News

We're Self-Interested: The Growing Debate in Black America

Friday, November 8, 2019
William Darity Jr., a professor at Duke University, has written a series of reports about wealth inequality cited by Mr. Moore and Ms. Carnell. In one report, Dr. Darity found that the median net worth of white households in Los Angeles was $355,000, compared with $4,000 for black... Read More »

Wilhelmina Reuben-Cooke, A 'First Five' African-American Undergraduate at Duke, Dies at Age 72.

Wednesday, October 30, 2019
Wilhelmina Reuben-Cooke, one of the first five African-Americans undergraduate students at Duke, died Oct. 22 at age 72. Reuben-Cooke entered Trinity College of Arts and Sciences in 1963 along with Gene Kendall and Nathaniel "Nat" White, Mary Mitchell Harris and Cassandra Rush. With Reuben-Cooke... Read More »

With Plans To Pay Slavery Reparations, Two Seminaries Prompt A Broader Debate

Tuesday, October 29, 2019
"The case-by-case approach can't encompass the full range of effects of slavery in producing racial inequality in the United States," says William Darity, a professor of public policy and African-American studies at Duke University who has written extensively on reparations. LISTEN

9th Wonder, Our Tar Heel of the Month, Goes Beyond Making Music. He Preserves Its Legacy.

Friday, October 25, 2019
But more than being a musician, he is committed to preserving hip-hop music, culture and history using the classroom as one of his platforms. He’s a professor at N.C. Central University and Duke University and has taught classes at Harvard University through a fellowship with the W.E.B. Du... Read More »

Shaking Off Outmoded Ideas on Race

Thursday, October 24, 2019
Several panelists said the popularity of genetic testing services such as Ancestry.com has further clouded many people’s thinking about race and genetics. “People are conflating ancestry with race, and they’re not equivalent,” said Duke geneticist and bioethicist Charmaine Royal. Read More

Seminar Series to Raise Awareness of Language Discrimination

Wednesday, October 23, 2019
The project has been designated a Sawyer Seminar Series and awarded a grant of $225,000 over two years. Institutions must be invited to apply for the opportunity. Leading the effort are professors Edna Andrews, chair of Linguistics; Lee Baker, chair of Cultural Anthropology;... Read More »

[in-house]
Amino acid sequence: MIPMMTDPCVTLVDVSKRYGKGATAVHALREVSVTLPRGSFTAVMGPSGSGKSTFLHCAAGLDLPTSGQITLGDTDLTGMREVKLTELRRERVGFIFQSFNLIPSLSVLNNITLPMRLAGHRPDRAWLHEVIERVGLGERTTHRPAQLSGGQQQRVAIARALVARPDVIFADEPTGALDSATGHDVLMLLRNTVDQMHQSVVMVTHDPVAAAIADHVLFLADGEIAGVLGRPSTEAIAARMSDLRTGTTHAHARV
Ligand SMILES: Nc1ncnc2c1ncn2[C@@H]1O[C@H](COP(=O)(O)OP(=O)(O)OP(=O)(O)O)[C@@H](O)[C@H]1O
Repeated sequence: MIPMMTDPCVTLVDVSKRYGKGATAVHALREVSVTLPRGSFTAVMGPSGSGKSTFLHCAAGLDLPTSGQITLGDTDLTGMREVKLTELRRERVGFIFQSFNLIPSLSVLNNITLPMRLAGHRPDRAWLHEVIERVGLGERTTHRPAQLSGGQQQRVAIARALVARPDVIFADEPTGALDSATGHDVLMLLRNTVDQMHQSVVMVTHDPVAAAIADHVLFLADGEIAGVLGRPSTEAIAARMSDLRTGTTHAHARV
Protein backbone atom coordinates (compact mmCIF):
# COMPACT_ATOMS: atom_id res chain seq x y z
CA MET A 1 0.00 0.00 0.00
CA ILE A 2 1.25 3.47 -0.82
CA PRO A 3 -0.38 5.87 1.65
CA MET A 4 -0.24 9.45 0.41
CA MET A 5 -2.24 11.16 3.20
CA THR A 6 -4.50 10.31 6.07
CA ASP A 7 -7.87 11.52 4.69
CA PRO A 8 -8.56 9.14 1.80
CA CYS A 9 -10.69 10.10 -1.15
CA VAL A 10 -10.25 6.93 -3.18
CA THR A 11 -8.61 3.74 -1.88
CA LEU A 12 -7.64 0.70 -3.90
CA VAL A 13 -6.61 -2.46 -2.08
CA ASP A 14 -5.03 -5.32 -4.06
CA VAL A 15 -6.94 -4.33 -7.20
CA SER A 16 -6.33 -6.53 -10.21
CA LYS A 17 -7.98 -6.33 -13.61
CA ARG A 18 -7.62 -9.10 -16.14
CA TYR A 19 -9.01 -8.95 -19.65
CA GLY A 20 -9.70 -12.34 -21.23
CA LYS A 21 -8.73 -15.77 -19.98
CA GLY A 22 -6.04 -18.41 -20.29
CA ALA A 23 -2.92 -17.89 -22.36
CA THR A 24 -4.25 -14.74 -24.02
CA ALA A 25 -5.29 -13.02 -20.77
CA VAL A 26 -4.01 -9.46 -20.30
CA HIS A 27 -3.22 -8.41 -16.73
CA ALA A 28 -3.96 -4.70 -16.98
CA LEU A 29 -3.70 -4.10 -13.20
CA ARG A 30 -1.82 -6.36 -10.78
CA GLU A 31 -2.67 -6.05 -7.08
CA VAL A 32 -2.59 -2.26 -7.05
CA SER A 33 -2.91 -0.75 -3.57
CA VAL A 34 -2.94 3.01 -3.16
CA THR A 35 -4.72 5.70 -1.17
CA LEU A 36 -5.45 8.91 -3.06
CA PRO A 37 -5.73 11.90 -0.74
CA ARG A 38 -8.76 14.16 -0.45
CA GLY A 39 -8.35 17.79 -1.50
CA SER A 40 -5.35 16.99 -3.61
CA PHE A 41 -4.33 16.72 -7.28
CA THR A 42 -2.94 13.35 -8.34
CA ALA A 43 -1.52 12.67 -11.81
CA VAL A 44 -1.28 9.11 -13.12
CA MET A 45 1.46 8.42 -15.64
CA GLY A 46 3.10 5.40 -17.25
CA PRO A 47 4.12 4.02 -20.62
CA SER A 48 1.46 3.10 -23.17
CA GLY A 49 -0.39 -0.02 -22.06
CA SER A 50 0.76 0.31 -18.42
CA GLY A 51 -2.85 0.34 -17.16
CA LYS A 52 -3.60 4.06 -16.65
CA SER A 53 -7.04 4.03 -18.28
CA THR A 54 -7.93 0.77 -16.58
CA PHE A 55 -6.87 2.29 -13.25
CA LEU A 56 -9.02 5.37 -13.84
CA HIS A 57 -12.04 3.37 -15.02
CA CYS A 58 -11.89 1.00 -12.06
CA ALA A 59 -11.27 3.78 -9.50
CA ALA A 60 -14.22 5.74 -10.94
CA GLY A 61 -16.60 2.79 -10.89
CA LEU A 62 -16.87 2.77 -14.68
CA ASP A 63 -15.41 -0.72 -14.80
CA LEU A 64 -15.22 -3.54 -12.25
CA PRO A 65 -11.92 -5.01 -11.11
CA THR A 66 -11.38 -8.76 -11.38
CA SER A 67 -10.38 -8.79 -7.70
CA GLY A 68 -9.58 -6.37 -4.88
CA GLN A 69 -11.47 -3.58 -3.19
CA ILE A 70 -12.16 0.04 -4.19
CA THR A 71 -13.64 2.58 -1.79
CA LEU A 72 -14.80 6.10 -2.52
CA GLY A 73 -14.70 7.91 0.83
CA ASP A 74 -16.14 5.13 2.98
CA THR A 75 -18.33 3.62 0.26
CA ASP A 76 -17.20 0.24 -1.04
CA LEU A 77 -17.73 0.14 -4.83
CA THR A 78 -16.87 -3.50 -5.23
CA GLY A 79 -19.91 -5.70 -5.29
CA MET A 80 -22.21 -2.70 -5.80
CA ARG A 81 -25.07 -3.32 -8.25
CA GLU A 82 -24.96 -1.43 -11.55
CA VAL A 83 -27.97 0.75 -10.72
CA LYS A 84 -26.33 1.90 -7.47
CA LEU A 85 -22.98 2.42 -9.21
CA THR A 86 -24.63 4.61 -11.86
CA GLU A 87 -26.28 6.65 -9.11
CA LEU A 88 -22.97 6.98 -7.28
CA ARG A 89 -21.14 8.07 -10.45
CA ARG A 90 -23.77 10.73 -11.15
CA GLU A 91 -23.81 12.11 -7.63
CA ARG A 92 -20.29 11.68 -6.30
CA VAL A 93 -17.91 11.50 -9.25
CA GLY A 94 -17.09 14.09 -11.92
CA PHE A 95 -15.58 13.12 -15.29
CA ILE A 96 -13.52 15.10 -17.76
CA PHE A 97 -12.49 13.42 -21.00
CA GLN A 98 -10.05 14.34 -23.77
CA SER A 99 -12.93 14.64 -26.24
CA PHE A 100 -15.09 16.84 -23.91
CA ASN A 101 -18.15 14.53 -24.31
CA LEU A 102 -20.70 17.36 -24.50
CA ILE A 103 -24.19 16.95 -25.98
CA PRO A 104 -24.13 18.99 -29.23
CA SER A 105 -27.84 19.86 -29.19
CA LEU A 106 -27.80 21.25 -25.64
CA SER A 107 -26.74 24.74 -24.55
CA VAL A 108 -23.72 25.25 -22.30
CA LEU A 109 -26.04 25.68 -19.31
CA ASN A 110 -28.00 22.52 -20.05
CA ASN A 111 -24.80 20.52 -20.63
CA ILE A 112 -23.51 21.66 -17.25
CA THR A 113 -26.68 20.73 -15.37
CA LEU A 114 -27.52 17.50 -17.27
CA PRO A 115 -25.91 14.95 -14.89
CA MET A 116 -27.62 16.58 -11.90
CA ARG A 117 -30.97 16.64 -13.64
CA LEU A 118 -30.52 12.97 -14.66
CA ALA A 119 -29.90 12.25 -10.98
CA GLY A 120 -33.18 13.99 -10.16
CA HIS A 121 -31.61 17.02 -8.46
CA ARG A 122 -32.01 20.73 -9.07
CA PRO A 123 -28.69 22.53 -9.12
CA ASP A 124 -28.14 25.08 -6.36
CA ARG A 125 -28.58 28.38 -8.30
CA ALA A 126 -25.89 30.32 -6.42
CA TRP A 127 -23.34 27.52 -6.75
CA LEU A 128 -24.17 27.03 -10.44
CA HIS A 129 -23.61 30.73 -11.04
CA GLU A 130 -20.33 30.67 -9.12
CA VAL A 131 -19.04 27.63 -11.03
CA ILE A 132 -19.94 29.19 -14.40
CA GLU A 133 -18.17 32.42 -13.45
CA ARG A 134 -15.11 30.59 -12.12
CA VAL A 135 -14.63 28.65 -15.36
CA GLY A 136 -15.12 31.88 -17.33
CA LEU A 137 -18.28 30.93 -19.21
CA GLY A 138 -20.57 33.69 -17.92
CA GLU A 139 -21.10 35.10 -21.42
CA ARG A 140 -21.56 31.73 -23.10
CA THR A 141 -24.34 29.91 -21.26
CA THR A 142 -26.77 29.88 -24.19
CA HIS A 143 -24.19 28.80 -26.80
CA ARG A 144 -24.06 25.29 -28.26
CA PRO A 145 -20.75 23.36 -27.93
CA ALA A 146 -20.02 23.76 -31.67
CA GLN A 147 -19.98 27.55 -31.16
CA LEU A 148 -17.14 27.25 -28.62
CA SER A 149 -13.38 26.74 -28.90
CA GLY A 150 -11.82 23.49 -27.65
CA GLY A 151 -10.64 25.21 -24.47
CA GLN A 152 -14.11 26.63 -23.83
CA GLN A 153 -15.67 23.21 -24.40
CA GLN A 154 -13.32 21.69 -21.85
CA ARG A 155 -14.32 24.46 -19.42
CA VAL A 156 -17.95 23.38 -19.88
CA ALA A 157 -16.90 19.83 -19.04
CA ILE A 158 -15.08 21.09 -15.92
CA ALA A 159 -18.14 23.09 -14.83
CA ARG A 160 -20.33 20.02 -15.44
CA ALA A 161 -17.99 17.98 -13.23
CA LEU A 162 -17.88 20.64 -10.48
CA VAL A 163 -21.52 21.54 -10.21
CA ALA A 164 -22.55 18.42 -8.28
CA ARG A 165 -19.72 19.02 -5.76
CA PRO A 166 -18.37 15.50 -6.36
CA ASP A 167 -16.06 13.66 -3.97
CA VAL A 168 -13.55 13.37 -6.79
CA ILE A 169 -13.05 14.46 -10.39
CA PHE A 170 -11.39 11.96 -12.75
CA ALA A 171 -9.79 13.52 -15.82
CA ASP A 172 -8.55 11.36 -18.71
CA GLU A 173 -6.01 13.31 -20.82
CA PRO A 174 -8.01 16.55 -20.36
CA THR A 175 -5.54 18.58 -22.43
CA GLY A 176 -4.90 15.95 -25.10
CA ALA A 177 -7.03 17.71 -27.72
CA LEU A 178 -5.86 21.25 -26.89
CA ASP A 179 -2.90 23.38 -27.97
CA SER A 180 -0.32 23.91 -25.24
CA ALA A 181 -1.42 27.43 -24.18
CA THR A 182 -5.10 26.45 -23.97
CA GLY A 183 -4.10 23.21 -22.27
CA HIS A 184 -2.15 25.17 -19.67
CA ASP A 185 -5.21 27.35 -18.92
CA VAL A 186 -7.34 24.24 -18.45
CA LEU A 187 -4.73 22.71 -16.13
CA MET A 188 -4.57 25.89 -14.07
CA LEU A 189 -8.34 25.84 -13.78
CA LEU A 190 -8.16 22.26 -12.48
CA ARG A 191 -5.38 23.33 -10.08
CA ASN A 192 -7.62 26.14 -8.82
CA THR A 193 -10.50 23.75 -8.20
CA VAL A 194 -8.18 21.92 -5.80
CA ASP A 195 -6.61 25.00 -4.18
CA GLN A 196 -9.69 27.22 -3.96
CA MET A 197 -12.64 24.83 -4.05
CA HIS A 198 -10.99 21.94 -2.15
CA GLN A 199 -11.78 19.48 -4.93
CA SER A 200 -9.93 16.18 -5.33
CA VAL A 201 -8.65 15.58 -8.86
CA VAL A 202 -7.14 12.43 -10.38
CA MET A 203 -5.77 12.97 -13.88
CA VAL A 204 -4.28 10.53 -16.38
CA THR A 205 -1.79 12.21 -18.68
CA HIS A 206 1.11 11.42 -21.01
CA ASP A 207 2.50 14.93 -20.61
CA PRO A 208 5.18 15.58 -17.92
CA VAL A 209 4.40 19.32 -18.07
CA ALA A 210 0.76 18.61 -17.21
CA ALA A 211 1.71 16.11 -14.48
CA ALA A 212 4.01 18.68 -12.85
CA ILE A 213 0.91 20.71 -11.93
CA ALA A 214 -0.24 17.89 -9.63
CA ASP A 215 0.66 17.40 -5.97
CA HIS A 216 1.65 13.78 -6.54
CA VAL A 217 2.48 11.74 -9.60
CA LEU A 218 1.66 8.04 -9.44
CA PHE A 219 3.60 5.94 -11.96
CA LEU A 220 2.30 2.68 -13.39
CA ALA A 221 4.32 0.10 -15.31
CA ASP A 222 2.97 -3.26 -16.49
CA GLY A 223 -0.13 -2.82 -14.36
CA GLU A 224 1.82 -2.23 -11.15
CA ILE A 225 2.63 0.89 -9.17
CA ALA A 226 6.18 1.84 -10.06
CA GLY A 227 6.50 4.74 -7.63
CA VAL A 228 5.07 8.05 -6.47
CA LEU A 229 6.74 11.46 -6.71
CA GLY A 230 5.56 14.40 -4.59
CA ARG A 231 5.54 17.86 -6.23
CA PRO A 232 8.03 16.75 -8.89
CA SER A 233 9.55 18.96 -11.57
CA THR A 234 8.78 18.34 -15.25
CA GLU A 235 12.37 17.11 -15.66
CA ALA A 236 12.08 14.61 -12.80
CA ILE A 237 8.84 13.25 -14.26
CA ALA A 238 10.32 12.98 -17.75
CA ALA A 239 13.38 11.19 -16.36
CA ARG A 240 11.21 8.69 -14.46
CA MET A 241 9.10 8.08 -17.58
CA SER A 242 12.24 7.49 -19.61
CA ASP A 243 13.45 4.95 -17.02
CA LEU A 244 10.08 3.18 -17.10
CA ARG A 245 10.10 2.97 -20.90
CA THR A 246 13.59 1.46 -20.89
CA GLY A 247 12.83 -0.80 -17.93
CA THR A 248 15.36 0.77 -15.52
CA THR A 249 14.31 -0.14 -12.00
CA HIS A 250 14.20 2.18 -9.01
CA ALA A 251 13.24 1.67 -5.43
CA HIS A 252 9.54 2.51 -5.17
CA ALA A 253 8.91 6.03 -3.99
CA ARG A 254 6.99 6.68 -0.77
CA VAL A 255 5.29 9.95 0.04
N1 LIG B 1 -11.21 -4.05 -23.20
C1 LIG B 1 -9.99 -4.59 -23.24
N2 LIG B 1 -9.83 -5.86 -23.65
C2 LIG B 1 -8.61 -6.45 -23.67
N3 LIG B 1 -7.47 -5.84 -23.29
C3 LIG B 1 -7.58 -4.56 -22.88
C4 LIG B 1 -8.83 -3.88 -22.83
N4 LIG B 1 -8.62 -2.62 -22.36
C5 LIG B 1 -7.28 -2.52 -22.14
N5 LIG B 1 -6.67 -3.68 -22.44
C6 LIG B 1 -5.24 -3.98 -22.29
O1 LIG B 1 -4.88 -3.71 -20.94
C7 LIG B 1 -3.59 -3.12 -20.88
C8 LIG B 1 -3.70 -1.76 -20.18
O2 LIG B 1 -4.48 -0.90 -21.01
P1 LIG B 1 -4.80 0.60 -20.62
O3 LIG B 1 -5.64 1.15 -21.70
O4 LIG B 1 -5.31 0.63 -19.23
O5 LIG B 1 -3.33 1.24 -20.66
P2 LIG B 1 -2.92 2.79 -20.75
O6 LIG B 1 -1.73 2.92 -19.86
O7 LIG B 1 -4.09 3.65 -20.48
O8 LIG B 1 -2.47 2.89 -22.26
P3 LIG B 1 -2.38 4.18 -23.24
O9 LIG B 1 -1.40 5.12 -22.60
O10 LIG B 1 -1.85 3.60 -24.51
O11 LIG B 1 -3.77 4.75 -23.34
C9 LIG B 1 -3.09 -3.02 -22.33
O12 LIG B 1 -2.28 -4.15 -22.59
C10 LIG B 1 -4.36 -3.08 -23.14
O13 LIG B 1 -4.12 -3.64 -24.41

Elijah Cummings, 'Red Table Talk,' and Chelsea Handler's White Privilege

Wednesday, October 23, 2019
Cummings was born to sharecroppers, and during his more than 20-year career in congress, he became known as someone who often spoke truth to power. On this installment of #BackChannel, The State of Things’ recurring series connecting culture and context, popular culture experts Natalie Bullock... Read More »

When Faculty of Color Feel Isolated, Consortia Expand Their Networks

Tuesday, October 22, 2019
Like others in this field, Kerry L. Haynie drew from personal experience to develop what became Duke University’s Summer Institute on Tenure and Professional Advancement. One day, two years into his first job, he was walking across campus with a senior colleague who mentioned that Haynie should... Read More »

New Writing 101 Class Teaches First Years Through Feminist Lens

Monday, October 21, 2019
Jessica Covil, a third-year doctoral candidate studying English, African and African American studies and gender, sexuality and feminist studies, is the creator and instructor of the Black Feminism in Pop Culture course. This class presents the principles of effective communication through the lens... Read More »

Actress Kim Coles to Visit Duke Comedy Class, Oct. 24

Friday, October 18, 2019
Actress and comedian Kim Coles, perhaps best known for her five-season turn as “Synclaire” on the FOX series, “Living Single,” will be special guest for the Duke University course “Dick Gregory and the History of Black Comedy,” Thursday, Oct. 24 at 6:15 p.m. Read More

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